The following steps can be distinguished into the process.
(1) Predips may be used prior to etching to overcome two problems in parts.
The first reason is to improve the surface of poorly molded, highly stressed
parts. By slightly swelling the surface, a more uniform surface attack in
etching is possible, reducing non-uniform etch conditions and improving
overall adhesion. Secondly, a predip is used to facilitate etching on normally
hard to etch plastics, e.g. Xantar polycarbonate.
This is also done by attacking and swelling the surface. A different solvent
is needed for each polymer and high molded-in stresses should be avoided as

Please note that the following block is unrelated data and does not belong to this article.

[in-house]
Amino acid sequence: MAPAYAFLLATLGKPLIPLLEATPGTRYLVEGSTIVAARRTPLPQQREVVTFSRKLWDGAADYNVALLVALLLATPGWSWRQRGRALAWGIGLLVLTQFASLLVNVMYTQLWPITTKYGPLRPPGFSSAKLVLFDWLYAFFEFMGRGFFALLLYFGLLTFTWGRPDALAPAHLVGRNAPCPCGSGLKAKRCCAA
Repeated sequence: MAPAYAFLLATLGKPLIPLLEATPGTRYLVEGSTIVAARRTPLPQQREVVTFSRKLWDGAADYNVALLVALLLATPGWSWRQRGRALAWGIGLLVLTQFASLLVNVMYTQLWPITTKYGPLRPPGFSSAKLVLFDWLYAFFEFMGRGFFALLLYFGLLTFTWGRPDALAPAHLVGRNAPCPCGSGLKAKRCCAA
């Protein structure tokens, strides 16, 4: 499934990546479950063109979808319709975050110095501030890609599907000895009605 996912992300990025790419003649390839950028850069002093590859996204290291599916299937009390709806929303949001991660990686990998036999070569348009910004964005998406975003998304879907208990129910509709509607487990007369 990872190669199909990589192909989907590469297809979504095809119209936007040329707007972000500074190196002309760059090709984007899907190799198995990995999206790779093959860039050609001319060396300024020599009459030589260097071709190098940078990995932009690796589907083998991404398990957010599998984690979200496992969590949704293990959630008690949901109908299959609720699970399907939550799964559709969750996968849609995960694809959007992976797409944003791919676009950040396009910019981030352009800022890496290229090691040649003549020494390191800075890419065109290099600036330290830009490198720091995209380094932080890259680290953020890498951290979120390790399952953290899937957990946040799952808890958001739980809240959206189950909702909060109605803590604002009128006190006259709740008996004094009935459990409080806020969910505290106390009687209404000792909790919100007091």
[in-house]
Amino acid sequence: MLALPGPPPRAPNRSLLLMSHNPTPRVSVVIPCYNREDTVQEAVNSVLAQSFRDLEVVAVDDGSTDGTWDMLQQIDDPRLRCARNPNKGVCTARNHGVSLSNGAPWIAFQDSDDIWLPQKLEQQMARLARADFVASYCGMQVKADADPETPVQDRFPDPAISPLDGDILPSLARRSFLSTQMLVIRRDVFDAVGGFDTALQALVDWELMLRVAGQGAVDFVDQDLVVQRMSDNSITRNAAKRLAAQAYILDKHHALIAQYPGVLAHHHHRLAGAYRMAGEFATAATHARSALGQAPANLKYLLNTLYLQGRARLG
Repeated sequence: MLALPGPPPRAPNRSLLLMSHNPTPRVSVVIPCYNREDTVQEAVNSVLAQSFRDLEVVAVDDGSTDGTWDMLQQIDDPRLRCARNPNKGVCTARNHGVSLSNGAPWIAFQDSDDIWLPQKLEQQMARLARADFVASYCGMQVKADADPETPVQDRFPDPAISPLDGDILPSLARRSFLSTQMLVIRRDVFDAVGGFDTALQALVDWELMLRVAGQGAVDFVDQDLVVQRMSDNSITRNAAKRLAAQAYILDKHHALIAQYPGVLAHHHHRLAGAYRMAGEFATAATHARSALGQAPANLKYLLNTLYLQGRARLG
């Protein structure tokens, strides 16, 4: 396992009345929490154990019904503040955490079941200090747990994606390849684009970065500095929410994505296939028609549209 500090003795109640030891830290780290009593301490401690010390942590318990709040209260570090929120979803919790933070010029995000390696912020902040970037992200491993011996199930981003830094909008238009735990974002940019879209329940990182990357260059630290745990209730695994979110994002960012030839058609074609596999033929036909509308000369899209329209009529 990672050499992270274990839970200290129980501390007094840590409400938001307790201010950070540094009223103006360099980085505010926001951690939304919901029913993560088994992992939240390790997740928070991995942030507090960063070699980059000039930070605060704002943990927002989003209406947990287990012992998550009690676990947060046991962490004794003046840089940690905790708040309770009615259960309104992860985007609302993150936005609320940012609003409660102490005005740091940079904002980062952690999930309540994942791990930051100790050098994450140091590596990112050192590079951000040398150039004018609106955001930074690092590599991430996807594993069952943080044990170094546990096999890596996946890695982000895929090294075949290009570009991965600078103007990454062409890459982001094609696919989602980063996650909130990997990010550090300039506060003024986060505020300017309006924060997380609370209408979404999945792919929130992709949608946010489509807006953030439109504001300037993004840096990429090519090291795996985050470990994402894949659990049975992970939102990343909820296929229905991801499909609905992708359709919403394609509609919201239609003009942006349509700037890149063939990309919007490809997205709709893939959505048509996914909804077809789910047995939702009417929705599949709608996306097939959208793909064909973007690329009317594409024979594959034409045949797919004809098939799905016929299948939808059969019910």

they may lead to cracking during pre-dip.
(2) Etching. If the plastic contains butadiene rubber particles, which serve
as an impact modifier, the etchant may be chromium acid, permanganate,
chromium trioxide, or sulphuric acid. The butadiene is selectively removed,
thus leaving small ball shaped holes or bonding sites for mechanical
(3) After etching, the parts are rinsed in water and then put into a
neutralizer, such as sodium bisulphite. Care must be taken that all etchants
are completely removed, with no traces left in blind holes, as this may lead
to poor metallizing if the etchant bleeds out in subsequent metallization
(4) In the next step a catalyst (or activator) is applied by submersing the
part in a palladium tin colloid bath. Palladium is deposited during the